The St. Thomas campus community was blessed to celebrate its annual Mother/Son Mass honoring the Solemnity of the Immaculate Conception of the Blessed Virgin Mary. The feast vividly shows the beauty, coherence, awe, and wisdom of God’s plan, that life is in His providential hands.
The morning liturgy with President Fr. James Murphy, CSB serving as celebrant in Reckling Gymnasium was an affirmation of faith recognizing the great joy of God’s gift to humanity in Mary. The congregation was asked to consider with greater clarity the truth that God has created each and every human being to fulfill a particular mission that only they may fulfill. Following Mary’s supreme example, we are called to do nothing less than repeat her words in response to the Angel Gabriel’s greeting – “May it be done in me according to Thy will.” – and embrace our vocation to fulfill the mission prepared for us since before the beginning of time.
In 1854, Pope Pius IX’s solemn declaration, Ineffabilis Deus, clarified with finality the long-held belief of the Church that Mary was conceived free from original sin. Mary was granted this extraordinary privilege because of her unique role in history as the Mother of God. That is, she received the gift of salvation in Christ from the very moment of her conception.
Even though Mary is unique in all humanity for being born without sin, she is held up by the Church as a model in her willingness to accept the plan of God for her and completely direct her life toward Him and others.
St. Thomas also traditionally honors the spiritual bond that unites Eagle scholars and their fathers with a morning liturgy and affirmation of faith that speaks to the very fabric of the school’s Basilian identity.
November 1 celebrated the Solemnity of All Saints, an annual observance dedicated to remembering, honoring, and being inspired by the lives of past saints and martyrs who now stand in glory of the beatific vision.
The Most Reverend Italo Dell’Oro, CRS, Auxiliary Bishop of Galveston-Houston, served as the principal celebrant in Reckling Gymnasium with President Fr. Murphy the concelebrant. Since 2015, Bishop Dell’Oro has served the Archdiocese as Vicar for Clergy and the Secretariat Director for Clergy Formation and Chaplaincy Services. He was named Vicar General in 2021.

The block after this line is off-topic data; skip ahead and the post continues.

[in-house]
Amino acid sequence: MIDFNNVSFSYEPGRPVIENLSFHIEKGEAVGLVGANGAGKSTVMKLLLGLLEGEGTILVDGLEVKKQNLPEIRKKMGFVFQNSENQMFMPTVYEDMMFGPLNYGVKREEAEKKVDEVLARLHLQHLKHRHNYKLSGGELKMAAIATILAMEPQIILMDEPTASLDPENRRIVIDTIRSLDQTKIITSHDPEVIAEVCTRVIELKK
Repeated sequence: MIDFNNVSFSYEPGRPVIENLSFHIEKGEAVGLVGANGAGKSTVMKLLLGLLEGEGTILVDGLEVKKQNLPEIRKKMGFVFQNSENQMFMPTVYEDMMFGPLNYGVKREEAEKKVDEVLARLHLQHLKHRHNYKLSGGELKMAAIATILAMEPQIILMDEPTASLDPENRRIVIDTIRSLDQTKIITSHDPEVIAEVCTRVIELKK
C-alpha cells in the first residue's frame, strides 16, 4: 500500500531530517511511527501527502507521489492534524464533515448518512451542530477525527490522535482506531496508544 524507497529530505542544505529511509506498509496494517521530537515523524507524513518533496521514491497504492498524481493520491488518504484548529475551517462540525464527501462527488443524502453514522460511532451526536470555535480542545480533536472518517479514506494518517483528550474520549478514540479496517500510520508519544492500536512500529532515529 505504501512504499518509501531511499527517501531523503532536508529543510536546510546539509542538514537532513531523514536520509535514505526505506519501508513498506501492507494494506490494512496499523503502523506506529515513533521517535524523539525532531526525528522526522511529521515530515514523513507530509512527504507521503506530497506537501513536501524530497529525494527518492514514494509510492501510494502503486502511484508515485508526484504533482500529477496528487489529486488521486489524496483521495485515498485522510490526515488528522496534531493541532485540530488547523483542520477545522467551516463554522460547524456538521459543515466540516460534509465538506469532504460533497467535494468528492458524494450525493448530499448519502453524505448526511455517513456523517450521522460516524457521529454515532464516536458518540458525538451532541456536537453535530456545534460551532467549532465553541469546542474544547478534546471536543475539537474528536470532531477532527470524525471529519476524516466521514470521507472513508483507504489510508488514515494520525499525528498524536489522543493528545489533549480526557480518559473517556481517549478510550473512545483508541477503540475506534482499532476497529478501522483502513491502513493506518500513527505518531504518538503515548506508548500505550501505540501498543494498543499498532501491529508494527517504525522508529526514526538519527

Vice President for Advancement Mark deTranaltes ‘83 continued the solemn All Saints Day tradition for St. Thomas alumni who had passed in the previous 12 months, those who have gone before in the Eagle Family, destined for judgment, and how they lived to enter their heavenly homes, some renowned but infinitely more simple and hidden who through everyday holiness helped carry the world forward.
The Meaning and the History
The feast is dedicated to those who have been recognized by the Church as saints, as well as those who have not been canonized yet attained heaven.
The origin dates to the earliest centuries of the Church when Christians commemorated the many martyrs who died at the hands of their Roman persecutors. Those facing death for Christ include a modern-day St. Thomas alumni who enrolled from his home parish Holy Ghost Catholic Church in Bellaire.
Fr. William Woods, MM ‘49 was killed along with four American civilian passengers November 20, 1976, in the crash of his small plane in Guatemala. He had been a member of the Central American Region since ordination with the Maryknoll Fathers and Brothers in June 1958.
Fr. Woods was working on several humanitarian projects aimed at obtaining land for the otherwise landless poor of the mountains of Huehuetenango. A 10-year program of enormous scope, it involved the resettlement of several thousand families, the introduction of community development techniques, and the training of local leaders for the people involved. As a pilot, Fr. Woods provided air transport for the elderly and sick, and those otherwise incapable of traveling overland.
Fr. Woods was also involved in an enterprise on the outskirts of Guatemala City, designed to alleviate the housing shortage brought about by a disastrous earthquake.
At the time of Fr. Wood’s death, the cause of the crash was not been completely reported other than “under suspicious circumstances.” There is a belief that his exhaustive missionary efforts and extensive apostolic work of the Church ran contrary to the government’s agenda and his plane was shot down. Fr. Woods is buried in Huehuetenango with a monument at the site.
When notified of his death in 1976, his mother said, “He died just as he lived, working with his people.”
Taking Notice Today
In 2006, Pope Benedict posed the question, “Why should our praise and glorification, or even the celebration of this solemnity (All Saints’ Day), mean anything to the saints?”
“A famous homily of St. Bernard for All Saints’ Day begins with this question,” he said. “It could equally well be asked today.”
St. Bernard offered that “the saints have no need of honor from us; neither does our devotion add the slightest thing to what is theirs … But I tell you, when I think of them, I feel myself inflamed by a tremendous yearning’ (Disc. 2, Opera Omnia Cisterc. 5, 364ff.).
Pope Benedict then shared that “this is the meaning of the Solemnity – looking at the shining example of the saints to reawaken within us the great longing to be like them. Happy to live near God, in his light, in the great family of God’s friends.”
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